Not many people have meant as much as to Louisville’s punk/indie rock scene as singer Rob Pennington. For 30 plus years, he’s been one of this cities most prolific vocalists singing for a slew of great bands. Notable acts that RP has fronted include Endpoint, By the Grace of God, Black Cross, and most recently, Black God. This person had a major impact on me personally not only as a fan of music, but as a person overall. He’s remained a beacon of infectious positivity, always speaking out for the disadvantaged and underappreciated folks. Everyone that’s been involved in Louisville’s punk/hardcore/indie rock scene over the last 3 decades plus has benefited from Rob in one way or another as he’s been one of the most relatable, but respectable dudes in town for a long, long time.
Sadly for me and my disdain of change, Mr. Pennington is uprooting from the Derby City and relocating to Charlotte, North Carolina, ultimately deciding the fate of any and all bands that he’s been a part of over the years. Read about Rob and his wife Becca Lindsey’s decision to move at LEO Weekly, then make plans to see Black God and Becca’s band Julie of the Wolves play their final show this Saturday at Zanzabar; go here for more details.
To commemorate my love and appreciation for Rob, I thought it’d be fun to look back and hand pick five of my favorite songs that he was a part of. Some of them are pretty popular, some not so much. Either way, this our very small way of sending one of Louisville’s favorite sons off into the sunset in style… for now. I’m sure he’ll be back at some point, it’s in his blood.
ENDPOINT – “Caste”
A true Louisville hardcore classic, “Caste” has a formulaic punk rock approach opening with an aggressive guitar riff and pummeling drum section that quickly evolves into one of my favorite break downs ever. By the time I first heard this in the late 00’s, Endpoint had already become somewhat of a relic. The song was first released in 1992, so I was almost a decade late to the Endpoint party. Nevertheless, like a ton of folks, this band was hugely responsible for sparking my love of punk and hardcore, especially this song.
A blistering uptempo banger that only lets up at the end, this has always been my favorite BTGOG song. I could be wrong (as I often am when relating to lyrics), but I always received the lyrics to this song as having an anti-domestic abuse message. I’m never sure of anything, however, so don’t take my word for it. Either way, this song will make you do a backflip through a god damned wall.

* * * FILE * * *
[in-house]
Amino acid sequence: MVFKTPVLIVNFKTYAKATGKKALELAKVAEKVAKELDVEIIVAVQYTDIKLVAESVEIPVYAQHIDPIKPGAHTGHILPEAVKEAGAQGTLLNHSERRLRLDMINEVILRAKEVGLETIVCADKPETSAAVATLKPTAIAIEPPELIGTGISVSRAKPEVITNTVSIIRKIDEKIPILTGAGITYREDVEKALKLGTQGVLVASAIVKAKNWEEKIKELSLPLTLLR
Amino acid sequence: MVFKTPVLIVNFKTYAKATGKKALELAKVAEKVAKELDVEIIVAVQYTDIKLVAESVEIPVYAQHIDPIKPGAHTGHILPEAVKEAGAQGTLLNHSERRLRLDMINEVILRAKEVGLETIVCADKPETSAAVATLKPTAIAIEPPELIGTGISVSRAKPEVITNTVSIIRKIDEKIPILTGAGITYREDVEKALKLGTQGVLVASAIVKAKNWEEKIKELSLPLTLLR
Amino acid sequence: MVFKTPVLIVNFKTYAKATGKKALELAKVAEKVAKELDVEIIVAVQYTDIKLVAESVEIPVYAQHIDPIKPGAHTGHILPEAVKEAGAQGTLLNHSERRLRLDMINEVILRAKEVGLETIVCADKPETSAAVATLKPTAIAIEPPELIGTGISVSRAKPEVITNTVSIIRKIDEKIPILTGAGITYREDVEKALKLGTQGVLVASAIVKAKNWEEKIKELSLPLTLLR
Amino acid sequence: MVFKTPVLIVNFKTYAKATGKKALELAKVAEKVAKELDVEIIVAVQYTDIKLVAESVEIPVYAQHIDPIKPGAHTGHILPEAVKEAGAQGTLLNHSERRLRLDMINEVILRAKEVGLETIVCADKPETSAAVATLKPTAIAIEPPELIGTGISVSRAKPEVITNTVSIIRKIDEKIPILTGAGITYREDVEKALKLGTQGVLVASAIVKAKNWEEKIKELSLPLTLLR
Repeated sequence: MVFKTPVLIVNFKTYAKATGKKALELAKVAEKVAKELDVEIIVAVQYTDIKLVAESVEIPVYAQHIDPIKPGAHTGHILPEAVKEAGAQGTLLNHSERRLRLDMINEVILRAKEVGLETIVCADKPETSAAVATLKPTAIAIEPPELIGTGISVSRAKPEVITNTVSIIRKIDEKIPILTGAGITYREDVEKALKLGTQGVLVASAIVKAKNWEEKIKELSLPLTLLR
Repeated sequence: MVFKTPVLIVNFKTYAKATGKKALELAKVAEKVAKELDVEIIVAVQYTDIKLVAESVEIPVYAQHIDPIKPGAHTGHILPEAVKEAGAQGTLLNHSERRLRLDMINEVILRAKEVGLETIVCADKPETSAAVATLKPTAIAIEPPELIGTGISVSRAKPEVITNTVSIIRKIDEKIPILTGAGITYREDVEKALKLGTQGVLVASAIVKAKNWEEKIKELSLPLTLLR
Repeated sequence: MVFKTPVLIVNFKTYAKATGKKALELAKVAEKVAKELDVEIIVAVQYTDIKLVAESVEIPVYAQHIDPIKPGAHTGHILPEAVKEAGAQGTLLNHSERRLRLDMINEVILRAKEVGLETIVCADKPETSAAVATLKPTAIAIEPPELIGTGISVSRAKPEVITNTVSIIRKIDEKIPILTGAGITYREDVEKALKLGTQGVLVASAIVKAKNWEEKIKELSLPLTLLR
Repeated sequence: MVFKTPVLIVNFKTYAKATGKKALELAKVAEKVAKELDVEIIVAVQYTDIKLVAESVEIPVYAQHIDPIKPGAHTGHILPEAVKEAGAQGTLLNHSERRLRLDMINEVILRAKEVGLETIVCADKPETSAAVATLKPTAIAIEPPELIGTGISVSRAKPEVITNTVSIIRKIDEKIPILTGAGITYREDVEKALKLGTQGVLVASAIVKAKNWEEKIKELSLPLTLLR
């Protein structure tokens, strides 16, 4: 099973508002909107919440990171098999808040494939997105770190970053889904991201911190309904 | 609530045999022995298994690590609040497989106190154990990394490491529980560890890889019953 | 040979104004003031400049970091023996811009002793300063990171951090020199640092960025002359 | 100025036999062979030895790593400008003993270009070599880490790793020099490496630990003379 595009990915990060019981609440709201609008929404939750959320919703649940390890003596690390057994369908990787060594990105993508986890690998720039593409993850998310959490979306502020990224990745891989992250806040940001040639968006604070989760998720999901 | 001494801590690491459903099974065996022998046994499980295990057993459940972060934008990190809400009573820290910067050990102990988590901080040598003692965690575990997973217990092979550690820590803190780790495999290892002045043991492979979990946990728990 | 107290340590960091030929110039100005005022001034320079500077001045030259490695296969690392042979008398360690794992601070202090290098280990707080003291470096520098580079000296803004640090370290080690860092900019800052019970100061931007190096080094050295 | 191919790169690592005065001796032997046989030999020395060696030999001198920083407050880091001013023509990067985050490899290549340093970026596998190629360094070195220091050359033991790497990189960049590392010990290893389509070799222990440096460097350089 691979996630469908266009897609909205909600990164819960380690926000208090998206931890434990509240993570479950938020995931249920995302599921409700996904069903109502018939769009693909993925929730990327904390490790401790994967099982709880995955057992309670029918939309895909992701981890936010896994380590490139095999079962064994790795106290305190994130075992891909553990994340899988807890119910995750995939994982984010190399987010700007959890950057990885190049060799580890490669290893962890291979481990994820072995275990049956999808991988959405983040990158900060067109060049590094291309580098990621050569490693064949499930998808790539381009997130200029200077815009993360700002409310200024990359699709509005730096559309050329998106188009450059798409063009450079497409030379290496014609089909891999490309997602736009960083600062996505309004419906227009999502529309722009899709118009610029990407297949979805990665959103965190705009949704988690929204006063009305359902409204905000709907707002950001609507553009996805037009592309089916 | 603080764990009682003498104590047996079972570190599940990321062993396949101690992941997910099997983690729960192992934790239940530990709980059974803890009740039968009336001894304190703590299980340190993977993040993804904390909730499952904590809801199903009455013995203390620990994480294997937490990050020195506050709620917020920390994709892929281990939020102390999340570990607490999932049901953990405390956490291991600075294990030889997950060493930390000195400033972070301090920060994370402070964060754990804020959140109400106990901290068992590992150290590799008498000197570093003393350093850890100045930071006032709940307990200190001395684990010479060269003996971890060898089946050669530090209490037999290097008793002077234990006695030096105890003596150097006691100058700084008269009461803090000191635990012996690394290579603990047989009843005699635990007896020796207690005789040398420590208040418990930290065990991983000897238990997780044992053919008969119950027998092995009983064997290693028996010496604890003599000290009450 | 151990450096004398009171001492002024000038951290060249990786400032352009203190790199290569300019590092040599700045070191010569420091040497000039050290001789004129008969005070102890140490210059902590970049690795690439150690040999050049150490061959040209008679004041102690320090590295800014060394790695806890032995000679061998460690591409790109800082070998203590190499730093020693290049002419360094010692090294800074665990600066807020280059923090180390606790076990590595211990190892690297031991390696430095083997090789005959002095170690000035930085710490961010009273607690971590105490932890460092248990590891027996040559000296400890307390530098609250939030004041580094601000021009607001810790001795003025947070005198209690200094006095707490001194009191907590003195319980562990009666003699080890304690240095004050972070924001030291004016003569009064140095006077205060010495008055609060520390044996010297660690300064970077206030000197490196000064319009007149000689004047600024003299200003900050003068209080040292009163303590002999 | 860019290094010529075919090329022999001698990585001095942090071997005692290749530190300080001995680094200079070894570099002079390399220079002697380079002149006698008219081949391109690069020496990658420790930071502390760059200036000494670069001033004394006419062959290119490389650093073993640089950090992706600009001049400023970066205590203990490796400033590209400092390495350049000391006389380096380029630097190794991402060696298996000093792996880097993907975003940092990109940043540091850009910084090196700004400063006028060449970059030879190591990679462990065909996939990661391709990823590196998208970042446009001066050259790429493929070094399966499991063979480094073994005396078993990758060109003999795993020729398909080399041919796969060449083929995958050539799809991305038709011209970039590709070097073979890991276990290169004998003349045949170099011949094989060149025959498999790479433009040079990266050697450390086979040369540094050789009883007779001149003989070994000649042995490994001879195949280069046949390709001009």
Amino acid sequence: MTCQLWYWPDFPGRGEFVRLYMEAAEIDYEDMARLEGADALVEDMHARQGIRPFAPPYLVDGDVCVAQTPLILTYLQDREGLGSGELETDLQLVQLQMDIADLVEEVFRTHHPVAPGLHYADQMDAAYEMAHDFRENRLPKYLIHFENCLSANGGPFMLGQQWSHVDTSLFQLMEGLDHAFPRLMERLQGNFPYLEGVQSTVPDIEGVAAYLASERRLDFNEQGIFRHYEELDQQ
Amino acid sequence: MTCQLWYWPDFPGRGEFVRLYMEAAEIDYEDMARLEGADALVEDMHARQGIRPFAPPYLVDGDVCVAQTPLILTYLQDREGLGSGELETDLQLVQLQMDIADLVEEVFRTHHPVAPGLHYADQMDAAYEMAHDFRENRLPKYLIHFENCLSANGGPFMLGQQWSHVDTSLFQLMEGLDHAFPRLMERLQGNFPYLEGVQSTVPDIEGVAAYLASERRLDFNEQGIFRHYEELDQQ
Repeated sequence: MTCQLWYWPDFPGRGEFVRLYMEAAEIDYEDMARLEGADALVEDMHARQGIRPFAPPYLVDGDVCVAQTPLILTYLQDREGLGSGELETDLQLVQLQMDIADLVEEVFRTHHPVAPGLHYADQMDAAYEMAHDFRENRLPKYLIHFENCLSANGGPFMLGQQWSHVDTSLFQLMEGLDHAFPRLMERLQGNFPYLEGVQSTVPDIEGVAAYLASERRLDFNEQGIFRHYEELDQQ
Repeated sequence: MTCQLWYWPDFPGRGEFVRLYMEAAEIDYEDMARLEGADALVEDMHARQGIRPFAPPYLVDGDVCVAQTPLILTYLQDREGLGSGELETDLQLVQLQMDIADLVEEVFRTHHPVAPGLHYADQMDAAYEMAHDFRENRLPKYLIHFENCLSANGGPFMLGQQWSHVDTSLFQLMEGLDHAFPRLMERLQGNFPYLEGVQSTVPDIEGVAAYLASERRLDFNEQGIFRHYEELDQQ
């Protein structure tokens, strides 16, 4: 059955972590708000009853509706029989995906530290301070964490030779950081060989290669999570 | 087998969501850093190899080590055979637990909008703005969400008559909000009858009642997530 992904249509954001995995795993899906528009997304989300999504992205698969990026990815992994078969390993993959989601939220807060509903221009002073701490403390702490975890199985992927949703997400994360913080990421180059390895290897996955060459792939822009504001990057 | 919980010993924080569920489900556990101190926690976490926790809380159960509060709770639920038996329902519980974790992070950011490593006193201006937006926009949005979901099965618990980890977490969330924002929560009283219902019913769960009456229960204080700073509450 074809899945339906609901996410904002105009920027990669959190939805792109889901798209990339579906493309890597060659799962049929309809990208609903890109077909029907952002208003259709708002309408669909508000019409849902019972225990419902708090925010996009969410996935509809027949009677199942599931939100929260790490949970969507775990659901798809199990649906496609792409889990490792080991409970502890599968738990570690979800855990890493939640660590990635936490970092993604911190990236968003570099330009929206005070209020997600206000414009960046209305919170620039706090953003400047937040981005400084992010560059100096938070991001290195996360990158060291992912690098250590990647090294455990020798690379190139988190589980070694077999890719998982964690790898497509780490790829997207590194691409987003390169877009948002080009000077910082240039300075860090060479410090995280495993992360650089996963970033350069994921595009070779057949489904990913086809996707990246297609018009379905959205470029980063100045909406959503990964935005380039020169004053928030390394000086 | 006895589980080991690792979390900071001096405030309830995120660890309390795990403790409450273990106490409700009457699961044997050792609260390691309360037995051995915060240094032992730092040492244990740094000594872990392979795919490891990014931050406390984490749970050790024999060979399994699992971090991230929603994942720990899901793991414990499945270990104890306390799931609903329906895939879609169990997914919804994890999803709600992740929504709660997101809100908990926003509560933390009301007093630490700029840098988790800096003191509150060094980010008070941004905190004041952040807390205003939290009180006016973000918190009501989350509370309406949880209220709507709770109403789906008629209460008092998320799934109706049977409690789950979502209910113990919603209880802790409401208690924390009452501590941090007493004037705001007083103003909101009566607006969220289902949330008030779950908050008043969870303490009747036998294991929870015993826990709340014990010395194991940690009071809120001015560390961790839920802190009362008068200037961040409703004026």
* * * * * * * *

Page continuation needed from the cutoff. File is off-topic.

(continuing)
Is Ousia the most underrated indie rock band in Louisville history? Probably. They only released one selftitled 7inch (which is fucking awesome), but my personal favorite song from the band appeared on a compilation CD called In Native Soil which was released by Noise Pollution. The name of the song is Nickel Lip Service, a toe-tapping art rock tune with a groovy bass and guitar combo served over an simple yet acrobatic drum beat as Rob rhythmically follows suite.
With Black Cross and Black God, Rob’s voice always pairs nicely with Ryan Patterson’s growling screams. This track, which was released when the band was still called Black Widows, is a heavy-as-fuck take on hardcore with thick, gritty guitar riffs and a punishing drums. Per usual with BC, Pennington takes center stage as the singing front man, but Patterson’s brief vocal part really elevates the brutal force behind this heavy hitter.
This song really summarizes what Black God is in a nutshell as a devolved version of Black Cross in that the band makes really short punk rock songs with really simple, but effective guitar riffs. Lasting just a minute and thirty nine seconds, you’re never given the opportunity to get bored waiting for the next killer riff. The minimalist attitude this band has embraced really makes way for Rob’s unique pitch and cadence.